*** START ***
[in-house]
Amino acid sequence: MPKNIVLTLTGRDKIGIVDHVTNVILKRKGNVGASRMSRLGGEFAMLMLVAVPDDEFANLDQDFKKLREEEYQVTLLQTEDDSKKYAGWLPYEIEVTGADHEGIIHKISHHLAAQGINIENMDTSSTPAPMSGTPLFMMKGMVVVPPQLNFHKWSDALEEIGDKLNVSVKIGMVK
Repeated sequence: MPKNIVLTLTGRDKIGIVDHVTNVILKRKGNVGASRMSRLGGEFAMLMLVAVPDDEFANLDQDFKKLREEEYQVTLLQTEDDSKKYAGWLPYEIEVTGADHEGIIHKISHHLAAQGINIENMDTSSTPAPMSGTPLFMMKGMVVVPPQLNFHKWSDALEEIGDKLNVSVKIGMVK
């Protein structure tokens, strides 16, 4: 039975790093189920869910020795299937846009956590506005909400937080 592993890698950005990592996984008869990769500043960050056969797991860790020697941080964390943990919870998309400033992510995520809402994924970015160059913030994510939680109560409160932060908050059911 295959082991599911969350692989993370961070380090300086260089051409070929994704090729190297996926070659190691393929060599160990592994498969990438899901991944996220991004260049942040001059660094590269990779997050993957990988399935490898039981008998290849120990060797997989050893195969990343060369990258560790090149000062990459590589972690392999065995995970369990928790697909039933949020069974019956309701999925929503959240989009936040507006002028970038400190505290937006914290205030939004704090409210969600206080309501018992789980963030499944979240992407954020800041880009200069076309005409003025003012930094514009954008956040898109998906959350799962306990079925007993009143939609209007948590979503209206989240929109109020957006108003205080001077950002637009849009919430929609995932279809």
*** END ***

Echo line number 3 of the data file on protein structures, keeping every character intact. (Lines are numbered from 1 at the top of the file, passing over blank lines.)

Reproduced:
Repeated sequence: MPKNIVLTLTGRDKIGIVDHVTNVILKRKGNVGASRMSRLGGEFAMLMLVAVPDDEFANLDQDFKKLREEEYQVTLLQTEDDSKKYAGWLPYEIEVTGADHEGIIHKISHHLAAQGINIENMDTSSTPAPMSGTPLFMMKGMVVVPPQLNFHKWSDALEEIGDKLNVSVKIGMVK